Carved out of the side of a granite mountain in the Black Hills of South Dakota, Mount Rushmore was built as a memorial to the story of democracy in America. The country’s most famous monument is visited by nearly two million people each year; many come for its impressive scale and astounding beauty and leave with a new understanding of the spiritual significance of this land. What is often lost when one considers Mount Rushmore outside of the context of the Black Hills, is the sculpture’s symbolic ties to the Native American tribes who once lived within this stunning expanse of country.
The idea to build a memorial dedicated to four of the greatest American presidents was conceived of by Doane Robinson of the South Dakota Historical Society in order to attract tourism to the state. He approached the artist Gutzon Borglum to craft the design for the project, who subsequently selected as a site the piece of mountain known to the Native American Indians as the Six Grandfathers. During a 14-year period workers buldozed, blazed and chiselled the towering 60-ft tall heads of George Washington, Thomas Jefferson, Theodore Roosevelt and Abraham Lincoln into the fabric of the earth’s surface. Started in October of 1927, Borglum spent the remaining years of his life dedicated to his masterpiece, until his death in 1941.
The artist, son of Mormon Danish immigrants who practiced religious polygamy, selected the four figures for their symbolic significance. George Washington was chosen for his commitment to the independence of the country, Thomas Jefferson for his struggle to create a government for and by the people, Abraham Lincoln for his ideas on equality and dedication to the union, and Theodore Roosevelt for his active role in United States foreign affairs. The monument is truly American in its ardor, immensity and chosen subject matter. Yet this iconic mountain has a complex history and is seen by many as a looming reminder of the white man’s betrayal of the Native American people.
Conflict between the American government and the Lakota tribes of the Great Sioux Nation, long time occupiers of the Paha Sapa, or the Black Hills, lasted longer than any other of the American Westward conquest. An 1864 treaty made these sacred hills part of the Great Sioux Reservation, but the presence of gold in the area lead to the complete disregard of this agreement, as General Custer brought in the gold rush in 1874.
In 1948 Lakota chief Standing Bear commissioned an alternative sculpture just a few miles from the site of Mount Rushmore. He did so stating his desire to let the “white man know, that the red man has great heroes too.” The sculpture, depicting revered Lakota chief Crazy Horse, will stand at 563 ft high and 641 long once completed, and will exist as the largest monument in the world.
Choosing Polish-American sculptor Korczak Ziolkowski for the task, Standing Bear requested that the endeavor be a non-profit, educational and cultural humanitarian project, financed by donations of the public rather than through government funding. Although the US government twice offered sums of 10 million dollars’ worth of federal aid, Ziolkowski kept his word to the Lakota chief, and denied the gift. In addition to the sculpture itself, the humanitarian vision for the site includes the Indian Museum of North America, as well as the University and medical training centre for the North American Indian. Ziolkowski initially suggested that he produce the monument in the hills of Wyoming because the stone there could be more easily carved, but Standing Bear insisted that it rest amongst the Black Hills as a reminder of the remarkable people who once roamed this land.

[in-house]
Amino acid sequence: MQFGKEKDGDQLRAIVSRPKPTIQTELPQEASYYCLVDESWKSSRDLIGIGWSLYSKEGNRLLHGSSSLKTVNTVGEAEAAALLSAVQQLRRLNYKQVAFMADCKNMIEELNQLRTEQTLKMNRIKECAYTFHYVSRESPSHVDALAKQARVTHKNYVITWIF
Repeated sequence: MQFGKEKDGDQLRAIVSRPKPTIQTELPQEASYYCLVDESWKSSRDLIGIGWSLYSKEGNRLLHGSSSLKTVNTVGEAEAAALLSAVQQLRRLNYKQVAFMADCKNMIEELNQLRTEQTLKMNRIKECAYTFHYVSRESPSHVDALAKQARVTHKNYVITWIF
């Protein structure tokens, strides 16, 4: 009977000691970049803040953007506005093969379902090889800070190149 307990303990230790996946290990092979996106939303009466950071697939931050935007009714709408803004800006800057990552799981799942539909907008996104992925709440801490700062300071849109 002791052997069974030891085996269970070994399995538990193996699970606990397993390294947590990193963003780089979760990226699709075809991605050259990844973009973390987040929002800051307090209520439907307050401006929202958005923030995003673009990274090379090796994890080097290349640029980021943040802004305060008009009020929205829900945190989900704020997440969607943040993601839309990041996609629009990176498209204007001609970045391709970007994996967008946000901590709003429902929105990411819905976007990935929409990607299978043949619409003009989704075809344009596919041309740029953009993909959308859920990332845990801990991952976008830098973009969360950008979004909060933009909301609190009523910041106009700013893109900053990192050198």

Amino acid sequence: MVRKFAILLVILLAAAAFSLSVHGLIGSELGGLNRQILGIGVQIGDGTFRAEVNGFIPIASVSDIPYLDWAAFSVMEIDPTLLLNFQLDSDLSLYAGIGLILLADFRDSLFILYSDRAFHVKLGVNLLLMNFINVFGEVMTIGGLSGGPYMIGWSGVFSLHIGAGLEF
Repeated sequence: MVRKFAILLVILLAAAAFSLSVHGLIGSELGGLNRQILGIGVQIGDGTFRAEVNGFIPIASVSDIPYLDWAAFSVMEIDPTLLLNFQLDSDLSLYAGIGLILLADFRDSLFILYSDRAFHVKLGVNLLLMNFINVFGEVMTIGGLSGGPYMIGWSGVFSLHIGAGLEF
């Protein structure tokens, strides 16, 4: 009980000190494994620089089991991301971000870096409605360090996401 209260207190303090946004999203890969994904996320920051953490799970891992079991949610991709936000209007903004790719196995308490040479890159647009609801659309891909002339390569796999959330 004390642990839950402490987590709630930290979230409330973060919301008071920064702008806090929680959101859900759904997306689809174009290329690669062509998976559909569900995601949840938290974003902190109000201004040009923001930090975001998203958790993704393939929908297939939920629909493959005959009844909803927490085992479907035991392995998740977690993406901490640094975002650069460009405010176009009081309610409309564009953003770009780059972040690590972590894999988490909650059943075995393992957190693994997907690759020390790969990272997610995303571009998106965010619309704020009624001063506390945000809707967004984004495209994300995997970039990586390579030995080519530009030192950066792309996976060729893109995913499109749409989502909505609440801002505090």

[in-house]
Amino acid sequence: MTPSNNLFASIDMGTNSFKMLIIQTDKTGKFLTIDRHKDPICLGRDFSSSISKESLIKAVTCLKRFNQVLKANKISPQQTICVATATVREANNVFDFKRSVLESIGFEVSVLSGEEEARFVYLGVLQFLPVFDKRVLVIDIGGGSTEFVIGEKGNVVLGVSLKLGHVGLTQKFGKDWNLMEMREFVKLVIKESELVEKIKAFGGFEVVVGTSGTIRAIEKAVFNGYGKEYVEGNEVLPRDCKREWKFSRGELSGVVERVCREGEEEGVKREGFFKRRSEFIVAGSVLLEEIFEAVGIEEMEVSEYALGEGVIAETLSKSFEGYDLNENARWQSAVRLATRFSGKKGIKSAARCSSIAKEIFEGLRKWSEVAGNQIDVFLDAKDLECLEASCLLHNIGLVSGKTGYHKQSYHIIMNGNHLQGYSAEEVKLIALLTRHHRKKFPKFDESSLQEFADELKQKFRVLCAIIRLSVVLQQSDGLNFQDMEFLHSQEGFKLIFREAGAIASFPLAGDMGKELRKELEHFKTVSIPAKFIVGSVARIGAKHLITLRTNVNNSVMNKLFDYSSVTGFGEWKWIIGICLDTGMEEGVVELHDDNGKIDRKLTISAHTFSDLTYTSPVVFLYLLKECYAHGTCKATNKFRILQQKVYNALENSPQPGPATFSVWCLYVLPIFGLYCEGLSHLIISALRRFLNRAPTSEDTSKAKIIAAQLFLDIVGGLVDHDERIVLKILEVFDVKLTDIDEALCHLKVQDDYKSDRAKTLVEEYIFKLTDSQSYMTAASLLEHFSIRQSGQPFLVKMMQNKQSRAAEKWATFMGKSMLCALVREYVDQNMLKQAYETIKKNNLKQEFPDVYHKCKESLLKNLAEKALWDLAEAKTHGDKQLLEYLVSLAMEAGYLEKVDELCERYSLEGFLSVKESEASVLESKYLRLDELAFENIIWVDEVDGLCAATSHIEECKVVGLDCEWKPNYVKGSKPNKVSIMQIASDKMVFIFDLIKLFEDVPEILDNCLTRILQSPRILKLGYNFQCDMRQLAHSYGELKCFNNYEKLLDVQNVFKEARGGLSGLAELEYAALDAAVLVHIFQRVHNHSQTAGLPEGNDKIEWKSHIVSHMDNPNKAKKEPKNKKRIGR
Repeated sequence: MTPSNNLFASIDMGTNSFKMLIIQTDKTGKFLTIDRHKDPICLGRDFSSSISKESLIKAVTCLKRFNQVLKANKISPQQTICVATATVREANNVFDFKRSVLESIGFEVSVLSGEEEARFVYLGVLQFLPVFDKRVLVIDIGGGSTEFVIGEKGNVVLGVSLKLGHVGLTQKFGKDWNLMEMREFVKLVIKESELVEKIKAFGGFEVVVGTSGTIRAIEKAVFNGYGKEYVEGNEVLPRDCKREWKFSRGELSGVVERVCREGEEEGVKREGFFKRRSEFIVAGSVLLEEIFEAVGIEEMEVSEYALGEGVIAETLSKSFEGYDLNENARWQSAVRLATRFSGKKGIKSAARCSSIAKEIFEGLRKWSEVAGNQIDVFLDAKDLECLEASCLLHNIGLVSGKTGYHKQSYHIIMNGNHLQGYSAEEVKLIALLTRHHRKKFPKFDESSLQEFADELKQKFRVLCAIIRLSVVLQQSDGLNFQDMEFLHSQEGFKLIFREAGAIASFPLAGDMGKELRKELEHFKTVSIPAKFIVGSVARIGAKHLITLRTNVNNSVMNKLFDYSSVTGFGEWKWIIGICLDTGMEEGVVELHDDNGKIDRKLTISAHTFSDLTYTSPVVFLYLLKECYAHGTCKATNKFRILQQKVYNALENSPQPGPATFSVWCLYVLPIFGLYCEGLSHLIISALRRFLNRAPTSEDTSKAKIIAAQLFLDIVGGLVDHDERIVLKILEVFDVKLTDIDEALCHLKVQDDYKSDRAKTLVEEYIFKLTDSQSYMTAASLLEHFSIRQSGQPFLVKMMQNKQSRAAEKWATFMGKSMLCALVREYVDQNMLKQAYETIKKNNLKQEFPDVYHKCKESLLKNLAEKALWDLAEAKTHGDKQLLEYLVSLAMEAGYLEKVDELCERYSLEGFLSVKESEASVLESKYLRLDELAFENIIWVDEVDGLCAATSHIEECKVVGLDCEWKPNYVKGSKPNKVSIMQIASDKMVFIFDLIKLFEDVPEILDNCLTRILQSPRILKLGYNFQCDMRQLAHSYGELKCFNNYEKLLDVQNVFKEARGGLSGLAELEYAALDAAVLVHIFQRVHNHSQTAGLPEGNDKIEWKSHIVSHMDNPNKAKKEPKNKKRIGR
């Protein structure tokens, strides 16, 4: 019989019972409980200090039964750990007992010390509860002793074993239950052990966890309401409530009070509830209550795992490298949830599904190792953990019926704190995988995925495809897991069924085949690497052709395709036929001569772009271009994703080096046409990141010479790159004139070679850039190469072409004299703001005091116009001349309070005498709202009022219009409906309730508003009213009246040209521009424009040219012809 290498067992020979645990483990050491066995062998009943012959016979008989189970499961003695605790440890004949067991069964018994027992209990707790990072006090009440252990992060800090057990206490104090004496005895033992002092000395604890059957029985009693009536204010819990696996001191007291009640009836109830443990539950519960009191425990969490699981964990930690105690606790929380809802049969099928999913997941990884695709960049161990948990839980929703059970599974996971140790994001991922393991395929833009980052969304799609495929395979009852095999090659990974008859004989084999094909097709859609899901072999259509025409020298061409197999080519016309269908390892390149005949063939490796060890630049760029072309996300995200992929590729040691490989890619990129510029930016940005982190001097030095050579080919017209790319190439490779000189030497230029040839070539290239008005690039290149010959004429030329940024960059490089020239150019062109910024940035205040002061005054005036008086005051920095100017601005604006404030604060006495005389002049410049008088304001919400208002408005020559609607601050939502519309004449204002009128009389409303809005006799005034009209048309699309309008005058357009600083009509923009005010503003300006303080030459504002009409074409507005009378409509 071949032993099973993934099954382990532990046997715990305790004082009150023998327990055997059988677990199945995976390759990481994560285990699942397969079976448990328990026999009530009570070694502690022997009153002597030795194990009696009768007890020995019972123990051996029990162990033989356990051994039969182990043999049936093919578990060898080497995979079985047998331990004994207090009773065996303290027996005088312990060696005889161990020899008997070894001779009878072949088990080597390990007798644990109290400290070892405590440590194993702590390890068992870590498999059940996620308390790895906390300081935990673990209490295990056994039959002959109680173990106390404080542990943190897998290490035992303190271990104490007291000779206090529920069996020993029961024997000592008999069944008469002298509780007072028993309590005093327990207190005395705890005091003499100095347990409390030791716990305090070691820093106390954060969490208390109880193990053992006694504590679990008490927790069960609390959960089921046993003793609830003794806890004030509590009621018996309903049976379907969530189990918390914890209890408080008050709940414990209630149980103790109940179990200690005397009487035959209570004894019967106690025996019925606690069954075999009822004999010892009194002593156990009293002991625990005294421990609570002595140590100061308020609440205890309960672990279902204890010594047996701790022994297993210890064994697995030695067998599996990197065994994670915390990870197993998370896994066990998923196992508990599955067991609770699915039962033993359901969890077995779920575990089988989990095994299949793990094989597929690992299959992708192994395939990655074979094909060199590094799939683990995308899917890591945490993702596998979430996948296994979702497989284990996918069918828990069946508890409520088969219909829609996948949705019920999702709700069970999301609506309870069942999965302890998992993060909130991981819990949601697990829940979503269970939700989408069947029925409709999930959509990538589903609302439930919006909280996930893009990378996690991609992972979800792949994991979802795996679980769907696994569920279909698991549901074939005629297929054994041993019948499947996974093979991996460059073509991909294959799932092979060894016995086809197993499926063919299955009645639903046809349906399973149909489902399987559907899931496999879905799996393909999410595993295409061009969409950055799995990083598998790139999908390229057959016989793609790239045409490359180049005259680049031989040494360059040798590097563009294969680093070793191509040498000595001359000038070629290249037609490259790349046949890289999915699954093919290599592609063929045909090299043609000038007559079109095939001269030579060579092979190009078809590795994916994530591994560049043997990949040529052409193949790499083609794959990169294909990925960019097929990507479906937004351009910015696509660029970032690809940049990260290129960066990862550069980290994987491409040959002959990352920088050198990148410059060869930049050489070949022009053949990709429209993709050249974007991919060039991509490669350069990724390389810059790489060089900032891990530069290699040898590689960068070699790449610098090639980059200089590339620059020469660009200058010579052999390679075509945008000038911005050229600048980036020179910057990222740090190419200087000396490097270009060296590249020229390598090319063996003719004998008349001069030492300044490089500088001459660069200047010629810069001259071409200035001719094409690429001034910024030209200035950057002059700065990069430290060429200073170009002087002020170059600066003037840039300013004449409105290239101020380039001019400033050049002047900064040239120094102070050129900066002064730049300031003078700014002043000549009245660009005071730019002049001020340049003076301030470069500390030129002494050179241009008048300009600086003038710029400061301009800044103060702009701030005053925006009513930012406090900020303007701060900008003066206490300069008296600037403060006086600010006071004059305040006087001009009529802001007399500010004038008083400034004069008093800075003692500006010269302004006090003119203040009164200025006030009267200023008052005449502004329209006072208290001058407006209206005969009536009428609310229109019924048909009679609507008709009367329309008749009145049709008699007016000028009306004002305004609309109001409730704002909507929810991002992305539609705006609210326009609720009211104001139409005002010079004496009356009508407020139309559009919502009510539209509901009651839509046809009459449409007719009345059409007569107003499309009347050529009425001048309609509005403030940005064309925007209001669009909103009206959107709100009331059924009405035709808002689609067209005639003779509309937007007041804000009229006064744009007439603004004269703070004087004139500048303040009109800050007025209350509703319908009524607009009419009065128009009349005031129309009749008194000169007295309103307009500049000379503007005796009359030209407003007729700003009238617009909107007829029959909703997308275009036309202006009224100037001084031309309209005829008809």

Crazy Horse was selected as the subject for his extreme demonstration of resistance against the defeat of his people, and his willingness to give his own life for those in his community. This elusive figure resisted being photographed and requested to be buried without a headstone where he would not be found. His ancestors recognise his spirit in the land itself, and his immortalisation within the mountain is a metaphoric tribute to this spirit. Said to have proclaimed: “My lands are where my dead lay buried”, his outstretched arm reaching towards the horizon is emblematic of this declaration.
Following 36 years of lone dedicated service to the memorial, Ziolkowski died in 1982. In his wake, his legacy has been carried out by his children who, like their father, have given their lives to this cause. Although much progress has been made in the years since work was begun, Crazy Horse is likely to take several more lifetimes to complete. Well aware of the scale of the undertaking, the sculptor laid out extensive plans for those who would follow him.
In 2004 Mount Rushmore National Memorial appointed Gerard Baker as the first American Indian superintendent of the grounds of the presidential monument. By educating visitors on the Native people who once lived on these lands, Baker hopes to generate a broader view by presented multiple sides of Mount Rushmore’s layered history. Through his dedication to the project, Baker has visited reservations to speak with tribes about what stories they would like told. In addition, Rushmore now has Lakota teepees where Native American guides offer visitors the tales of their ancestors, and audio guides are available in the Lakota language.
The vision of Mount Rushmore as a monument to democracy extends beyond the story of the four presidents to all of those individuals that are directly or indirectly represented by them. By generating understanding, Baker hopes to encourage the healing process between the descendents of these American Indians and European settlers who now collectively call themselves Americans.